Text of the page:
Negative sentiment concerning the coronavirus has been relentless, which has been spurred by media coverage and a variety of governmental actions to combat the contagion’s spread. Most recently, these have included the President’s temporary ban on incoming flights from Europe (which appeared to be a catalyst for today’s -7% trading halt—the second in a week), as well as discussion of a temporary payroll tax cut, sick leave/pay legislation, enhanced small business lending, and deferral of the April tax filing deadline. Several large corporations have also begun to voluntarily request, then require, that employees work remotely. According to a variety of medical experts, such measures can be important in stemming the growth of the virus. While a large proportion of the population that contracts COVID-19 seems to be asymptomatic, the concern is over the elderly and otherwise health-compromised groups, where, as with the common flu, morbidity rates are far higher than in the general population.
As we’ve said many times over the years, financial markets detest uncertainty perhaps more than anything else (even more than immediate terrible news). The threat of and actual, business shutdowns and pullback in consumer activity have reached the core of the global economy. Beginning with Chinese factory shutdowns, which threatened global goods supply chains, this situation has evolved into shutdowns of cruise lines, conventions, business travel, concerts, other public gatherings, and even the NBA season and ban of fan attendance from the NCAA basketball tournaments (March Madness). No doubt, cancellation of such events will have a short-term negative effect on economic growth. The uncertainty lies in the magnitude and the timing, which economists and market strategists are spending a great deal of time attempting to model (with each day seeming to be a moving target). Prior global growth estimates of 3.5% or so have been downgraded to levels closer to 2%, with sharp declines in Q1 and Q2 offset by an assumed recovery in the latter two quarters of the year. This type of fast-changing information and constant revisions tends to spook markets further.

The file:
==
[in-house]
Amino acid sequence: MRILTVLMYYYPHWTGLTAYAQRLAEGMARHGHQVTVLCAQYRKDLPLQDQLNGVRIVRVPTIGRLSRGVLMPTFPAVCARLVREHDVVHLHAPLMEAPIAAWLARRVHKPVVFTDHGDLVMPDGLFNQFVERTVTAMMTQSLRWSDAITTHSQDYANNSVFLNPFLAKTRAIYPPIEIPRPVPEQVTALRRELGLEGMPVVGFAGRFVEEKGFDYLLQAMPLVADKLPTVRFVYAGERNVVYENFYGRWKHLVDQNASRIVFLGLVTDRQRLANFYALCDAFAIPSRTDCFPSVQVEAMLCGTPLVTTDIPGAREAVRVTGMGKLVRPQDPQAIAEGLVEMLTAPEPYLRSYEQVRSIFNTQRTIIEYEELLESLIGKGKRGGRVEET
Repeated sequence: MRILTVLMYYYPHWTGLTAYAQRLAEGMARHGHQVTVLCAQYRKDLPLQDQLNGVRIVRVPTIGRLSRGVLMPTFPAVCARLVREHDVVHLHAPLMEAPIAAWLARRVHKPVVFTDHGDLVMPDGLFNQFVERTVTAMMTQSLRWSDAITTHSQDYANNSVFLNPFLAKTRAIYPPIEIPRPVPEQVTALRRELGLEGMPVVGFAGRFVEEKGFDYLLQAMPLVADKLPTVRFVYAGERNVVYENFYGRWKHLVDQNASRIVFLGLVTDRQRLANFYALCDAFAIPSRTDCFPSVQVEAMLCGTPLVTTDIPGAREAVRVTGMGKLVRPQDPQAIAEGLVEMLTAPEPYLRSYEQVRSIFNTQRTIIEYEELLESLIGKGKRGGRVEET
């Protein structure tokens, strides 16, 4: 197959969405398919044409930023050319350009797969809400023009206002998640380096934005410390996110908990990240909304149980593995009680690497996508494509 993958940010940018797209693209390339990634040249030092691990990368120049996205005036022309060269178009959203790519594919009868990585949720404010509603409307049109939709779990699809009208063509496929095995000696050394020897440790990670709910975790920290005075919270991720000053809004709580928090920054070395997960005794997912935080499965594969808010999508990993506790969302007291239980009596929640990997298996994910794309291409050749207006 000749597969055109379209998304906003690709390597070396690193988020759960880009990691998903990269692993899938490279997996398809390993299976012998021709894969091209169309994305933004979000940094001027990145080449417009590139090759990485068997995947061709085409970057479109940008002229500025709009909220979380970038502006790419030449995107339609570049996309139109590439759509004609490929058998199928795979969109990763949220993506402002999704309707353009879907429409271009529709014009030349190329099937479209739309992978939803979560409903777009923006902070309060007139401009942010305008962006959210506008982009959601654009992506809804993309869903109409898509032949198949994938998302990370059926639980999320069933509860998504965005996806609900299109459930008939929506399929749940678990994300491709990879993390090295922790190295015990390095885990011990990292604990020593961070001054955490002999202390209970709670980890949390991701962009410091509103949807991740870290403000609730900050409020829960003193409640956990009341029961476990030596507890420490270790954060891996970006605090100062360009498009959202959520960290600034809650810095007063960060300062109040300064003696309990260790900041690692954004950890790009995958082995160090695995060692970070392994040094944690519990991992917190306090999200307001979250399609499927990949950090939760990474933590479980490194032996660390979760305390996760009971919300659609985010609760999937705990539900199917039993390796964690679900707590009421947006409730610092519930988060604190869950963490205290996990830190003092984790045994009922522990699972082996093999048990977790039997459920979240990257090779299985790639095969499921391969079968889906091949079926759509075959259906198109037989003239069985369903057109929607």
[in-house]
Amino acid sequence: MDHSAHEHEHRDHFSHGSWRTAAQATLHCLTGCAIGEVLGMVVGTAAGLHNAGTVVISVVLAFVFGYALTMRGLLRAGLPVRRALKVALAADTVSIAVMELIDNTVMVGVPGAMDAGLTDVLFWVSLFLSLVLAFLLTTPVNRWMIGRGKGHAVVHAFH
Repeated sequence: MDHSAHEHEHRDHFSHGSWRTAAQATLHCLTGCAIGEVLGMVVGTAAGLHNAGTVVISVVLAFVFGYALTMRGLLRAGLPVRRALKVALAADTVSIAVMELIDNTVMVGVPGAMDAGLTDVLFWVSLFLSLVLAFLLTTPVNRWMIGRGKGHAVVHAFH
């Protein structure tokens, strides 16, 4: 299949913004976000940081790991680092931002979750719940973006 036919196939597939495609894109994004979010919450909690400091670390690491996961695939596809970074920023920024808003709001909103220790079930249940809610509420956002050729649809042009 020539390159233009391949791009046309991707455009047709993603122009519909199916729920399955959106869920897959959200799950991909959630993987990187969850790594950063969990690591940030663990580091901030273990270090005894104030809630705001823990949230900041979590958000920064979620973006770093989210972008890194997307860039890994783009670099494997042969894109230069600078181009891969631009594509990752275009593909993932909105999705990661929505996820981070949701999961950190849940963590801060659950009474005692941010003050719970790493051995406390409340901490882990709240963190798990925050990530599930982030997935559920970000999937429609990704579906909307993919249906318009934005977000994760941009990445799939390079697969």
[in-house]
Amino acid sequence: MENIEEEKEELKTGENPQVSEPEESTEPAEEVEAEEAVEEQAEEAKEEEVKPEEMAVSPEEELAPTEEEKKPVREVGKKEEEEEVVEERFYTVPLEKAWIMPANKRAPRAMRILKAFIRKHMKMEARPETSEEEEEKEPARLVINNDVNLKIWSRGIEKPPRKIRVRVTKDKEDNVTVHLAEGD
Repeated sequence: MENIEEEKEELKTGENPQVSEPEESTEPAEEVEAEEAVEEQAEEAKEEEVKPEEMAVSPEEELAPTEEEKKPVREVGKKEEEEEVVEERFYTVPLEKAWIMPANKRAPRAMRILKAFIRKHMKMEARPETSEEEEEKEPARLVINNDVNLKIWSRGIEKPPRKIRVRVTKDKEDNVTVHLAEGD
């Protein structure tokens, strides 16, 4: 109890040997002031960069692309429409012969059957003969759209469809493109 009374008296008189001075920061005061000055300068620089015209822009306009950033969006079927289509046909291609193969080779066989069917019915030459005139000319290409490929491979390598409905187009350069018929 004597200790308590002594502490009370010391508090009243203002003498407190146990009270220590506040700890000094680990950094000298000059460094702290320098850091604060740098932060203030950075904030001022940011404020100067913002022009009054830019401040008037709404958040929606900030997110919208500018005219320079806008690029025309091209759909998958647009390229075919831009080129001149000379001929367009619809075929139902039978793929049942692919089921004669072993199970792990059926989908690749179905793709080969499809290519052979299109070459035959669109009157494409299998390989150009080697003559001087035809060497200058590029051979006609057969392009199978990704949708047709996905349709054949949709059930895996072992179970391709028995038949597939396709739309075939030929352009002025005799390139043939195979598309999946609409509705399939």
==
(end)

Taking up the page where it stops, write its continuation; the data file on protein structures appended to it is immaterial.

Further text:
Taking a step back and looking at history provides some context for bear market sentiment and a path for recovery. As of this morning, the S&P has reached bear market territory, with prices down nearly -25% from their peak on Feb. 19. Although the drawdown in December 2018 fell just short of a bear market (-19.8%) and quickly recovered, it has been a decade since we’ve seen such a decline. Historically, they’ve occurred every seven years on average, and we’ve experienced -20% drops or more nine times since 1960. These can be either swift or more drawn out, based on the cause and underlying economic conditions.
The positive to take from this is that, while economic growth wasn’t as strong as it once was, conditions in the U.S. have been relatively healthy—with GDP trend growth of 2%, very low unemployment and tempered core inflation. A sharp pullback in business and consumer spending from virus containment efforts for what could be several quarters may or may not be enough to throw the economy into recession—but underlying dynamics otherwise remain in place. In fact, when valuing risk assets such as equities using a dividend discount model, a very small amount of an asset’s fair value is based on near-term earnings and cash flows. The bulk is based on the long-term growth rate, and more importantly, the underlying discount rate used. While higher interest rates on the 10-year Treasury note could prove challenging for equity valuations, lower rates are supportive of lower prices and higher valuations.
The future is difficult to predict, as Yogi Berra would say, but several historical trends offer guidance about historical past behavior. The historical experience is that financial market sentiment has recovered well in advance of actual conditions—this is important when trying to find that ‘right time’ to re-engage. Since 1950, when the S&P 500 has reached -20% bear market range, the average total decline suffered has been -33% over the course of 15 months. However, in these instances, following the market trough, recovery returns have averaged over 40% in the next year, and over 50% in total over the next two years.
While a cliché, it’s important to stay the course in these types of environments, as opposed to reacting to what’s already occurred and locking in negative outcomes. Investors rely on their advisory relationships in these trying times for guidance and reassurance, so it’s important that these periodic market challenges be looked at dispassionately, and through the lens of a long-term perspective.